Lateral chains of about 20-30 glucose units are linked to the main chain by a α-(1→6) glycosidic bond. Glucose units on the lateral chain are linked again, joined with themselves by α-(1→4) glycosidic bonds. These branches provide a spongy fiber-like structure to the amylopectin and prevent the formation of a helical structure (Fig. 6). During the fermentation process the starch content of the dosa batter is hydrolysed (broken down) yielding maltotriose and maltose from amylose, or maltose, glucose and limit dextrin from amylopectin, with the help of amylases, the calcium metalloenzymes (Fig. 7). These amylase enzymes (mainly α-amylase, β-amylase and γ-amylase) are provided by the microorganisms (yeasts and bacteria) naturally present in the ingredients of dosa batter and the atmosphere.
The glucose, and other sugar molecules, then undergo a splitting process called glycolysis, a multistep metabolic pathway which involves a sequence of about ten enzyme-catalyzed reactions. Glycolysis can occur either in presence or absence of oxygen. Glycolysis is carried on in two slightly different ways, depending on the microorganisms (enzymes) and conditions involved in the process. In Embden–Meyerhof–Parnas pathway (homolactic process), glucose is gradually split into two molecules of pyruvate (3 carbon sugar) and yields two molecules of ATP (free energy containing molecule) and two “high energy” electron carrying molecules of NADH.
Scheme 1 : Homolactic fermentation of glucose
Scheme 2 : Homolactic fermentation of glucose
The phosphorylation and transport of glucose usually occurs by an ATP-dependent hexose kinase or a phosphoenolypyruvate (PEP) sugar phosphotransferase system (PTS). In a concomitant step, the 2 electrons that were added to NAD+ in the glycolysis are once again removed from NADH and added back to the pyruvate molecule, regenerating NAD+ and producing lactic acid (or lactate) (Scheme 1). In the phosphoketolase pathway (hetero lactic process), Glucose molecule is converted into glucose-6-phosphate which then dehydrogenates to give 6-phosphogluconate, upon subsequent decarboxylation it yields pentose-5-phosphate and one molecule of CO2. Pentose-5-phosphate is cleaved into glyceraldehyde phosphate (GAP) and acetyl phosphate. GAP is further metabolized to lactate as in homofermentation, with the acetyl phosphate reduced to ethanol via acetyl-CoA and acetaldehyde intermediates. End-products (CO2, lactate and ethanol) are produced in equimolar quantities (Scheme 2).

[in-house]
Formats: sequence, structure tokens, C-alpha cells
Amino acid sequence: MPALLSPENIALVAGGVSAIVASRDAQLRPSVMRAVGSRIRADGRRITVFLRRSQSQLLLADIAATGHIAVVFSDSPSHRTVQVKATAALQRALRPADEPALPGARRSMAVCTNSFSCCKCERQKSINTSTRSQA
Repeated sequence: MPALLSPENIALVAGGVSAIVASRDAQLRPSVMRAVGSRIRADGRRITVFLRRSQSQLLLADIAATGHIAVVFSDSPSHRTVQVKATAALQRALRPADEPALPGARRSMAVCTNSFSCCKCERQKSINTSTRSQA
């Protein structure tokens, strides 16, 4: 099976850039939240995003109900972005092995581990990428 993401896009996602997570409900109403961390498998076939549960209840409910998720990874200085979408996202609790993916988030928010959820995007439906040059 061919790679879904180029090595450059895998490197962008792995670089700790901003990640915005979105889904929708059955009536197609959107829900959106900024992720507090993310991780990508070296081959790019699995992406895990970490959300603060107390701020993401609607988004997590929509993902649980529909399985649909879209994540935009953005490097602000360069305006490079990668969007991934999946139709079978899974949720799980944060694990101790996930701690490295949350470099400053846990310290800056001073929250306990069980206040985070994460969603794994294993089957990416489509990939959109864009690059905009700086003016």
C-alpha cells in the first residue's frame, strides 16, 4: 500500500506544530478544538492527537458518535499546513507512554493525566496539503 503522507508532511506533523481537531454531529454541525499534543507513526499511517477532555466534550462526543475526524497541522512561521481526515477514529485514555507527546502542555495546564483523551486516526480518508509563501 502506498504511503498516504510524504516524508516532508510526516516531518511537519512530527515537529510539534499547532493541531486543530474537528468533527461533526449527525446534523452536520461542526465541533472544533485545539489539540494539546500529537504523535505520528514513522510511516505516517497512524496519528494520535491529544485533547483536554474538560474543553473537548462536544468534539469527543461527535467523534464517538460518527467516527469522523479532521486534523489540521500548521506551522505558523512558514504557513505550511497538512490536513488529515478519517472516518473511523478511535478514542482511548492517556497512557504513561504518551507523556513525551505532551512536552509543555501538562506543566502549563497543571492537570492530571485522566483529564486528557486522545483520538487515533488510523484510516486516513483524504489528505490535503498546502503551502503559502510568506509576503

Benefits of fermentation: Fermentation process helps to break down the anti-nutrients like phytic acid present in rice and blackgram (phytic acid is known to block the mineral absorption and cause deficiencies). The mocroorganisms involved in the fermentation also produce useful substances like vitamins, folic acid, riboflavin, niacin, thiamin, biotin, vitamin K and some free amino acids as well as some antibiotic and anti-carcinogenic substances, hence increasing the total nutritional value of the dosa. Since dosa batter is predigested by bacteria, it is easier to digest. The lactic acid formed during the fermentation process, along with the various enzymes, aid the digestion of food, especially protein digestion. Lactic acid formed during fermentation not only preserves the food but also promotes the growth of a healthy intestinal flora. Lactobacilli are known to promote digestive health by inhibiting bacteria like Shigella, Salmonella and E.coli.
Role of water: Water is important to maintain the consistency (swelling and gelatinization) of the dosa batter. It acts as a solvent medium for sugars and other substrtates of fermentation process and also for enzymes. Water also acts as a source for the various microorganisms and minerals needed for the fermentation process.
Pinch of salt: Presence of salt helps to controll the fermentation process. It slows down the yeast action and helps the liberation of yeasts enzymes and other useful substances into the batter via osmosis. Since the lactic acid bacteria can tolerate high salt concentrations, the presence of salt gives them an advantage over other less tolerant species and allows the lactic acid fermenters to start the metabolism, which produces lactic acid, which further inhibits the growth of non-desirable organisms. Further addition of salt increases the mineral value of the dosa and the taste.
References and sources
- Wikipedia and other online sources.
- Future of Idlis’: A Scientific Assessment (A Study on South India’s Most Preferred Breakfast Cereal) – Elizabeth Yorke, Department of Culinary Arts, Manipal University, Karnataka.
- Toder’s Online Text Book of Bacteriology.